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Boris Brott leading a student matinee on tour.Fred Catroll/Handout

Social media tributes poured in from the Canadian classical music community on Wednesday after the death of Boris Brott, the renowned composer, symphony conductor and founder of the Brott Music Festival.

Mr. Brott, who died after being hit by a car in Hamilton, was 78.

“It is with the heaviest of hearts that we announce the sudden and tragic passing of the one and only musical genius and Canadian artistic visionary Boris Brott,” the festival posted on Facebook. “He will be sorely missed by all who appreciated his unsurpassed talent and by those who loved him.”

Hamilton police say officers were called shortly after 10 a.m. on Tuesday about a vehicle driving on the wrong side of the road on the Hamilton Mountain. Approximately 20 minutes later, Mr. Brott was struck and taken to hospital, where he died of his injuries.

Police say the driver fled the scene and was arrested shortly afterward following a brief chase that saw the vehicle collide with several police cruisers. Police say three officers and the suspect were taken to hospital to be treated for injuries. Ontario’s police watchdog has opened an investigation into the incident.

Created in 1988, the Brott Music Festival was considered the largest orchestral music festival in Canada.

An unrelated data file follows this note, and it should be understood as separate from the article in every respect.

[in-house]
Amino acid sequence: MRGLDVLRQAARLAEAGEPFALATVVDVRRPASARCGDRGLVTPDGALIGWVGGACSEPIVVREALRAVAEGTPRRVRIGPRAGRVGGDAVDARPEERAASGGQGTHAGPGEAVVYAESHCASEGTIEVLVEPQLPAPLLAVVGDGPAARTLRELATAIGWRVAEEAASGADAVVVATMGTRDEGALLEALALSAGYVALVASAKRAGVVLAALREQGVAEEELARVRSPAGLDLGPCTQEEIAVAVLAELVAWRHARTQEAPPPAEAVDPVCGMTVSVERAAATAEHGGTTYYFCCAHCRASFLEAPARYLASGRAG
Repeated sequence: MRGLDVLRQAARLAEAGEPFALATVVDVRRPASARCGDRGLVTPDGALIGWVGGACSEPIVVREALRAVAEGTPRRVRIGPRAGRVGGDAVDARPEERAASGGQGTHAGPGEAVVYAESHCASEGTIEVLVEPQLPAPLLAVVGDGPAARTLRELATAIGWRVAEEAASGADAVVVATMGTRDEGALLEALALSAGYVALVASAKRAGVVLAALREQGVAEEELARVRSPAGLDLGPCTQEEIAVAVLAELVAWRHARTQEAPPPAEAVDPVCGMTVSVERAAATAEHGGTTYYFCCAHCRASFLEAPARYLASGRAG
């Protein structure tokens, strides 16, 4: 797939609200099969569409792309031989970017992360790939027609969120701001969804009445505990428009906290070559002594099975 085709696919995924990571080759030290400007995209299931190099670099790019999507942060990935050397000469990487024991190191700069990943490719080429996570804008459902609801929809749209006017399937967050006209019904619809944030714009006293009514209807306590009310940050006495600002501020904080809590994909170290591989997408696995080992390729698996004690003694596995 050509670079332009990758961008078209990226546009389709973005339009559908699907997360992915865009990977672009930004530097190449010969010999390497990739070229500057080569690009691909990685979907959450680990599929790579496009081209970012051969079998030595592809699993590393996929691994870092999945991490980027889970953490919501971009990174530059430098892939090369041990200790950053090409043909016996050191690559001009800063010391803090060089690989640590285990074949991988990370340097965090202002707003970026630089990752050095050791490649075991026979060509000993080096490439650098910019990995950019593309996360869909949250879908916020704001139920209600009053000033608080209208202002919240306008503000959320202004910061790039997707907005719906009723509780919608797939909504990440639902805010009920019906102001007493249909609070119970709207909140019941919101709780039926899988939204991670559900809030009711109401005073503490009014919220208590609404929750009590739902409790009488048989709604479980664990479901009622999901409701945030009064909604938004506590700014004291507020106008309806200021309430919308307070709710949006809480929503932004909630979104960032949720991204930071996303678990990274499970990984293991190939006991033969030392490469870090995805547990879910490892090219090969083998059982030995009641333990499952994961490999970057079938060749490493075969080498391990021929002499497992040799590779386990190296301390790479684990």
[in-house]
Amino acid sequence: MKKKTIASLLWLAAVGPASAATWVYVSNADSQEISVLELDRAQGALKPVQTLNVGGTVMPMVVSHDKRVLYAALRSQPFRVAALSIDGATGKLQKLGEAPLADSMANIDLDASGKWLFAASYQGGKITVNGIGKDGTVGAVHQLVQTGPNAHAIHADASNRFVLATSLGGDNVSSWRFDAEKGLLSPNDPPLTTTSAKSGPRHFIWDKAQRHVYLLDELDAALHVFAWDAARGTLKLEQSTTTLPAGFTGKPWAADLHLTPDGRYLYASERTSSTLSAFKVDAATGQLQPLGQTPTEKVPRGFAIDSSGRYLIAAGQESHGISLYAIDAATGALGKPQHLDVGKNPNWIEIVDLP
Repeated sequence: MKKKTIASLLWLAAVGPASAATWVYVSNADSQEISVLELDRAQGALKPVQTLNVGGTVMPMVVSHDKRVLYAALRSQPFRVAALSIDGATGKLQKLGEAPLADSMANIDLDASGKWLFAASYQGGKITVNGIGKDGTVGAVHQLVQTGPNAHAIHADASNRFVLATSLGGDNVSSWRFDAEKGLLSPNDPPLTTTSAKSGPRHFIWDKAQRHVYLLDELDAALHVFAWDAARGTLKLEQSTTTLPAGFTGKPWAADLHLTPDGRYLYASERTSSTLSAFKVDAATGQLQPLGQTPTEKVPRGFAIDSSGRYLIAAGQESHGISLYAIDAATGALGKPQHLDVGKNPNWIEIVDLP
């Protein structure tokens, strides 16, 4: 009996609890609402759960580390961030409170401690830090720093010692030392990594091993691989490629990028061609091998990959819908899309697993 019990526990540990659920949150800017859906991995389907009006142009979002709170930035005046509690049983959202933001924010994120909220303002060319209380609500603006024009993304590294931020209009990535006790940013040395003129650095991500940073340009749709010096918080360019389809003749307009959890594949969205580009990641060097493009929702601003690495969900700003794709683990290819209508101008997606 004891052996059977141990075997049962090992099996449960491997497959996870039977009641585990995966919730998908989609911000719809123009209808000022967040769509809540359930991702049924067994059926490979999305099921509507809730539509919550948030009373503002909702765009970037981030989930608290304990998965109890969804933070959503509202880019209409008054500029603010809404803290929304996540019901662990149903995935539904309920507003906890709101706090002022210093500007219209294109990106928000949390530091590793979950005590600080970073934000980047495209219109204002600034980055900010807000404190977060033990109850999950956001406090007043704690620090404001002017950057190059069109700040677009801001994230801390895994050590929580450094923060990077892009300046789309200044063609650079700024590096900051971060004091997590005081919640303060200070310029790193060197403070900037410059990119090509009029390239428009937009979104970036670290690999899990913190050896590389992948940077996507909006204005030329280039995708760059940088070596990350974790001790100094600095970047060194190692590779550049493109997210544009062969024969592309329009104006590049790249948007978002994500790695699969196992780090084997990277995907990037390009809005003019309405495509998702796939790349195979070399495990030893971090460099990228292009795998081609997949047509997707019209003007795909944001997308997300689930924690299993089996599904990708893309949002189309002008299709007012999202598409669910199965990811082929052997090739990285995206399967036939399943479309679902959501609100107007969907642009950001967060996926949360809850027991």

Mr. Brott was the artistic director of the Orchestre classique de Montréal, which released a statement saying it was, as an organization, in a state of disbelief:

“Boris Brott was the beating heart of the Orchestre classique de Montréal, a renowned leader in the world of classical music in North America and beyond, a mentor to countless young musicians, and a very dear friend to so many,” read the statement. “His sudden passing thus leaves a deep void in our musical community, and a profound sadness in our personal lives.”

A trained violinist, Mr. Brott was the long-time music director and conductor of the Hamilton Philharmonic Orchestra. In 1989, he created the National Academy Orchestra, a professional training orchestra primarily based in Hamilton. He was an Officer of the Order of Canada.

Mr. Brott was scheduled to conduct the Vancouver Symphony Orchestra in a tribute to Ukrainian music and artistry on April 20. The concert at Vancouver’s Orpheum Theatre will proceed with an alternate conductor.

Hamilton Mayor Fred Eisenberger also paid tribute to Mr. Brott.

“Boris was not only a giant in the classical music world, he was also a giant for promoting and building Hamilton and his efforts over decades helped lift our community to new heights,” Mr. Eisenberger said in a statement. “Boris leaves a legacy of musical excellence and humanitarianism that is unmatched. It is a void for Hamilton that cannot be ever filled. Such a tragic loss!”

Mr. Brott leaves his wife, author Ardyth Brott, and their three children Ben, Alexandra, and David.

With a report from The Canadian Press.

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